Leadership requires taking steps. Sometimes the steps are forward, sometimes to the side, and sometimes backward. The classic biblical example of taking bold steps is, of course, Peter stepping out onto the water after asking Christ to call him. But not every bold step is outwardly bold.
Bringing a team forward and enacting culture change in an organization blends outwardly bold steps with inwardly bold steps. The organization needs to understand that change is coming or is already in process. Those are the outwardly bold steps.
But the inwardly bold steps are more critical to success. The choice to bring a neutral response to a tumultuous situation shows your people that calm gets the job done better than panic. The choice to show understanding even while correcting behavior proves both that everyone makes mistakes and mistakes cannot continue as a standard practice. And let’s face it: sometimes the choice to walk out the door is the boldest decision you can make.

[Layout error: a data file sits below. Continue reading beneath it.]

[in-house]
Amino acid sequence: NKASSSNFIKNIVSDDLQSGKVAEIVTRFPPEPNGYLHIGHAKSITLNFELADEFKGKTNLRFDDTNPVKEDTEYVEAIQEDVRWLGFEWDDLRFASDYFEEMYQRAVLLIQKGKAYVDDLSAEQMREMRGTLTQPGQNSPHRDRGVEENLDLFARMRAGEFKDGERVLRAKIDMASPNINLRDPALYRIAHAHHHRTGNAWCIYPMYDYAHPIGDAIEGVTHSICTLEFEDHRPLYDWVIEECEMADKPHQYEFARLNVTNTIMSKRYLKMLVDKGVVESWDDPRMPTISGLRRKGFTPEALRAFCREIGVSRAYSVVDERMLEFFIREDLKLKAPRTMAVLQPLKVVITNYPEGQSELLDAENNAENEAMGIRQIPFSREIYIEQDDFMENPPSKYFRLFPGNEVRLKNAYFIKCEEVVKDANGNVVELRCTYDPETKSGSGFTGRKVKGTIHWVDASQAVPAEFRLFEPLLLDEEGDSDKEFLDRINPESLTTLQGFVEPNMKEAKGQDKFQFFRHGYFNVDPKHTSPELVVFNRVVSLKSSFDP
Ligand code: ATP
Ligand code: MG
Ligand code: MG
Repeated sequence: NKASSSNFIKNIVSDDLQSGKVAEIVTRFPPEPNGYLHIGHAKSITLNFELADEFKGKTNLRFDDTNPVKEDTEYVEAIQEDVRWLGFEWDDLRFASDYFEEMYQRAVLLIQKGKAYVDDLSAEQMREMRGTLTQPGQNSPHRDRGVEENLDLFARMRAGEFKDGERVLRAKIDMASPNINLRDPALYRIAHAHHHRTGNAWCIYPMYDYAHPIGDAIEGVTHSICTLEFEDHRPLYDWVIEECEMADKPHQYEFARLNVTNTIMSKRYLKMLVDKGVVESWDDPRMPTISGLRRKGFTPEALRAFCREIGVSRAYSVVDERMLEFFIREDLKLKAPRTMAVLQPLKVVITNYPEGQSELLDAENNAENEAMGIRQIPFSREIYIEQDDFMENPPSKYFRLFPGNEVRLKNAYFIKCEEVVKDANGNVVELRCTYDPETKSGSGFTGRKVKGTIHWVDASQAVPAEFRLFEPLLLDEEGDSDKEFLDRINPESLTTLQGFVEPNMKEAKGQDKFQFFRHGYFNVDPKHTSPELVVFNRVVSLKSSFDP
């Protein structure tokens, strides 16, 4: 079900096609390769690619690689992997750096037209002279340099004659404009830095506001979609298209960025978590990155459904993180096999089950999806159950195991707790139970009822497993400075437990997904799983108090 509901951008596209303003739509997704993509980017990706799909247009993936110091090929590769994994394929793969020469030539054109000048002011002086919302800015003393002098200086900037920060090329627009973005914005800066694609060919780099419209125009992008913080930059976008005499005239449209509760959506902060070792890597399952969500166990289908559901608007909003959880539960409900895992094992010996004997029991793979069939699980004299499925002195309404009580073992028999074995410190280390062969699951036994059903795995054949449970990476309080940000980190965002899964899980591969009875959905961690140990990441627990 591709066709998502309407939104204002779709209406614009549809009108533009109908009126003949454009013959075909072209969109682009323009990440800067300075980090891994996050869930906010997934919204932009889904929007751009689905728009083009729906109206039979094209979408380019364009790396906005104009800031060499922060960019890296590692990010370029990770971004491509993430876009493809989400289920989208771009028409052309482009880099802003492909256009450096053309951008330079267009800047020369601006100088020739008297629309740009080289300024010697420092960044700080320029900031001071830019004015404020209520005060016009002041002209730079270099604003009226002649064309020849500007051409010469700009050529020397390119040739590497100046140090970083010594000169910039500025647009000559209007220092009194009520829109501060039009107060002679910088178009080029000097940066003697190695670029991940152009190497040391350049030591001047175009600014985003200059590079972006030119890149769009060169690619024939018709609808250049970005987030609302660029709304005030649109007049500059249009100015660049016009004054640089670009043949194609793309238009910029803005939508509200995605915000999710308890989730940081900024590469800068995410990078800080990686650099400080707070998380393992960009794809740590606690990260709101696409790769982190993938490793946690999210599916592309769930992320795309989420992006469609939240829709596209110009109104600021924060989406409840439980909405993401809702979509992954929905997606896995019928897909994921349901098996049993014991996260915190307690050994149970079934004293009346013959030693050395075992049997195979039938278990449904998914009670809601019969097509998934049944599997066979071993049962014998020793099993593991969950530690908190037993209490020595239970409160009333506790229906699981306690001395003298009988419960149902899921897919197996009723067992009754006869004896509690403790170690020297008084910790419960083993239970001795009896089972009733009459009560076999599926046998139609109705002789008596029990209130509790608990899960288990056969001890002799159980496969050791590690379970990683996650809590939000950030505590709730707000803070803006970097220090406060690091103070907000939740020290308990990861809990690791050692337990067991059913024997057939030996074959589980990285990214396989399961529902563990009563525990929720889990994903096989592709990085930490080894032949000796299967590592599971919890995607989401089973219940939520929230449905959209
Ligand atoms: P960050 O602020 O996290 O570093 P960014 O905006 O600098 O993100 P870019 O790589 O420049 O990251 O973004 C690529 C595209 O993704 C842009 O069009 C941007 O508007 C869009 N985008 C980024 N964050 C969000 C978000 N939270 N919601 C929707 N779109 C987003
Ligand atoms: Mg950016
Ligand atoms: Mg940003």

But with Peter’s water-walking so prominent in our memories, we sometimes need a reminder that the more private bold steps make a world of difference.
- Hannah, while praying boldly before God in 1 Samuel about her desire for a child, took the bold step of revealing her heartache to the priest who thought she was drunk. That boldness, not described in scripture as something she shared with anyone else, led to the blessing that led to her son who would become a priest for the people Israel.
- Stephen, in Acts, took the bold step of accepting the task from the disciples to feed the widows. The people’s needs were met while allowing the disciples to continue with their work.
- David prayed with all his might that his son with Bathsheba would be spared the illness. But when the child passed away, David changed his clothes and continued with his work. The time for supplication over the matter was complete. He didn’t love his son any less, but he boldly chose to continue living.
As we lead others, remember that the seemingly small, quiet steps lay the bricks of the organization you seek to build. Boldness is not merely outward; boldness emerges from the quiet decisions made when nobody else is looking.